The decision to extradite Dotcom now rests with the New Zealand Minister of Justice, Andrew Little, however, Dotcom has formally accused that it will request permission to appeal Thursday's decision in New York. The Supreme Court of Zealand.
Along with three other defendants, Dotcom was indicted by a US grand jury. UU Of a series of charges that include conspiracy to commit organized crime, electronic fraud, conspiracy to infringe commercial-scale copyright and money laundering.
They deny the allegations and have been fighting hard against extradition, arguing that Megaupload was simply a file-sharing website and that they should not be blamed for what others were charging them.
Three New Zealand courts have now ruled against them, dismissing that argument and asserting that they could not be extradited on charges of benefiting from a copyright infringement because it is not a crime in New Zealand.
While the Court of Appeals held that "double criminality" was required for an extradition offense, it said that "we are satisfied that New Zealand law allows extradition for copyright infringement in the circumstances of this case "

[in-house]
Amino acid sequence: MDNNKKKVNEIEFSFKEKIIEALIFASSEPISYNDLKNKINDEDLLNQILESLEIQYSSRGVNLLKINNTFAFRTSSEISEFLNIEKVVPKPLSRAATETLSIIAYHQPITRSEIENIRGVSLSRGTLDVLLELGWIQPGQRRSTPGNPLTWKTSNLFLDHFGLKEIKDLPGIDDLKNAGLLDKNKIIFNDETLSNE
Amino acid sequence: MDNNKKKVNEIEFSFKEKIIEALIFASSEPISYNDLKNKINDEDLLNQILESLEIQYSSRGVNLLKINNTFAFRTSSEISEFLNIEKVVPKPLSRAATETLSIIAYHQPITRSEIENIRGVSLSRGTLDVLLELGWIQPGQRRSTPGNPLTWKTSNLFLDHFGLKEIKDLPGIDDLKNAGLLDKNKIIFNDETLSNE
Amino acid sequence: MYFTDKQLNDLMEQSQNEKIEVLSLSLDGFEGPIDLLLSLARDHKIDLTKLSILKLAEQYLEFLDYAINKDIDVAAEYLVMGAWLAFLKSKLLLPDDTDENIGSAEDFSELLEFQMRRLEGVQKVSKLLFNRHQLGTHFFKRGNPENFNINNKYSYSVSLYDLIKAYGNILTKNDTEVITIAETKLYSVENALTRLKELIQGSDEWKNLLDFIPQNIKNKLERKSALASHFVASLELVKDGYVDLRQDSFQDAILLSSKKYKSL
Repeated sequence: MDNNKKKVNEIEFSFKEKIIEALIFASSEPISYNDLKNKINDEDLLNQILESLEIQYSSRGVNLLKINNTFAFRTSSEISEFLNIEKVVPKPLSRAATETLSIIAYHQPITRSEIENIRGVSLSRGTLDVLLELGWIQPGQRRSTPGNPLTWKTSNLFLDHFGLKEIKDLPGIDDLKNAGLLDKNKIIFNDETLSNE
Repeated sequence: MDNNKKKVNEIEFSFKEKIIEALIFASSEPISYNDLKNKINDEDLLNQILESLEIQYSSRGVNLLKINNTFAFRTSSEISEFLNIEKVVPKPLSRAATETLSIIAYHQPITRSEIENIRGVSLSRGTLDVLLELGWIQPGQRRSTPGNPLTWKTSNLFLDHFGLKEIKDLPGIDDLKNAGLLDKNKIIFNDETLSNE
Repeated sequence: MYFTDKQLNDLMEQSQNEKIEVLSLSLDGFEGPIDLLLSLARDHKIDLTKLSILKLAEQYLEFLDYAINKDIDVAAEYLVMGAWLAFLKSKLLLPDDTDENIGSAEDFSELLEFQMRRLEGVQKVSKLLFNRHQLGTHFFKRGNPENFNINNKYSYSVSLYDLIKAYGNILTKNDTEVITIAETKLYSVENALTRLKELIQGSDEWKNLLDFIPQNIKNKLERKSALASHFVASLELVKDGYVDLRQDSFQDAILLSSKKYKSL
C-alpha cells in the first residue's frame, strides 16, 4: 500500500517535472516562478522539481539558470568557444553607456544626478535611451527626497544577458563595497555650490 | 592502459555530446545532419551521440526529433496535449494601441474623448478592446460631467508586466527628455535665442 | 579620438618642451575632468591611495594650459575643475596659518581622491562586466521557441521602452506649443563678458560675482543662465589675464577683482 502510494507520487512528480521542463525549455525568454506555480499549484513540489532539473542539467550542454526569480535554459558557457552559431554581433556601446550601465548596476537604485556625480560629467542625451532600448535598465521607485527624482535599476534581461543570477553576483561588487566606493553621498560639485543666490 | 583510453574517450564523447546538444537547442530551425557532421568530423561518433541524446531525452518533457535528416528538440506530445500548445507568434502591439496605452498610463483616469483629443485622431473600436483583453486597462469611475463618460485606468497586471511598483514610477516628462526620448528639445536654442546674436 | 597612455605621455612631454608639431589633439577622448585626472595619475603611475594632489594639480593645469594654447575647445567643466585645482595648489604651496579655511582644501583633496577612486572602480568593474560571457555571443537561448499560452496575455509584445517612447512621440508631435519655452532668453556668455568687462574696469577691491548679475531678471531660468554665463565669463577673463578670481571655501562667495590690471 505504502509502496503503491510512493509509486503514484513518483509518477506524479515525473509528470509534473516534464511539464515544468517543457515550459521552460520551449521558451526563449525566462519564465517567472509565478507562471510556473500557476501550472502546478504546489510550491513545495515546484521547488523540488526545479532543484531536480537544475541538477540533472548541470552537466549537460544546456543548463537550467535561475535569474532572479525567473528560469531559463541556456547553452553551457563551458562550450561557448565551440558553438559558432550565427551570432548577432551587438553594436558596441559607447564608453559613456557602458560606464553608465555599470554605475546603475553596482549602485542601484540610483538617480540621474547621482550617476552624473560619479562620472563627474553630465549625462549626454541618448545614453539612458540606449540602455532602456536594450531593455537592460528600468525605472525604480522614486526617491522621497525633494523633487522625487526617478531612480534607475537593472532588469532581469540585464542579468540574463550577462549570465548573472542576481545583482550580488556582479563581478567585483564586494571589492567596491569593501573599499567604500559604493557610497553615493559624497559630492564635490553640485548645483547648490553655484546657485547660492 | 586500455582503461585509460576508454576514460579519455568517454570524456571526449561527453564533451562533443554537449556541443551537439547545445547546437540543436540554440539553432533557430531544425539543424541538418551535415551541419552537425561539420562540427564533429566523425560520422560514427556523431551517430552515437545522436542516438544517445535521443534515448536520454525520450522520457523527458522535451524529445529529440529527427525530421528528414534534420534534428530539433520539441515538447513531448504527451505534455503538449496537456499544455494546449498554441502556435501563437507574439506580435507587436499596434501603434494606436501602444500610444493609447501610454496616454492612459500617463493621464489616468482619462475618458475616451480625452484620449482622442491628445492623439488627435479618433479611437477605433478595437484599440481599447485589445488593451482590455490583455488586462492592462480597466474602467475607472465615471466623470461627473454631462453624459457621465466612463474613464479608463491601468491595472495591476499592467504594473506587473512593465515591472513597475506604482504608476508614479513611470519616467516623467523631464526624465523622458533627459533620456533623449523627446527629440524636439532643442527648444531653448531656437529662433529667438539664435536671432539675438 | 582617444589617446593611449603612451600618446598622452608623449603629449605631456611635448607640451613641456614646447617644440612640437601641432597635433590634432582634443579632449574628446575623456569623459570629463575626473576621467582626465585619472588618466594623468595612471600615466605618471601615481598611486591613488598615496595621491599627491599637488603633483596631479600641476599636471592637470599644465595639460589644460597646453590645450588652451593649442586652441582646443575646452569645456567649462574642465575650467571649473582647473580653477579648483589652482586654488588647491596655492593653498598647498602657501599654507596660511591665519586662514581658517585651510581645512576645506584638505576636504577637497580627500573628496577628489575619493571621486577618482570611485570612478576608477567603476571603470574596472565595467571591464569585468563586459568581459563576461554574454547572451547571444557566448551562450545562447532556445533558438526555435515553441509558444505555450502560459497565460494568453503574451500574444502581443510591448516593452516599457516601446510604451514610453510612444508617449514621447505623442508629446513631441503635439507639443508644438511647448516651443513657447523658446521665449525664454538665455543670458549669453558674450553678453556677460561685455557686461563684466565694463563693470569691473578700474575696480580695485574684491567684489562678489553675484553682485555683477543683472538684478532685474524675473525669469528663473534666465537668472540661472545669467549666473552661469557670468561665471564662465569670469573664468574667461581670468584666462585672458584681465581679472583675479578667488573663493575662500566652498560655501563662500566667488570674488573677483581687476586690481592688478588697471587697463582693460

"The appellants are accused of conduct that, if proven, would establish extradition offenses in New Zealand law," the court said.
"We have been in three courts each with a different legal analysis, one of which thought there was no copyright infringement at all," he said. "We will seek a review before the Supreme Court of New Zealand."
He said that the ruling of the Court of Appeal was "in complete denial of the legislative history and intent of the Copyright Law, therefore, it has the value of toilet paper."
"The previous set is worrisome and has ramifications in New Zealand outside of my case," added Dotcom. "The decision exposes Internet service providers to criminal liability for the improper use of their services by users, as alleged against me."
Jethro Mullen of CNN contributed to this report.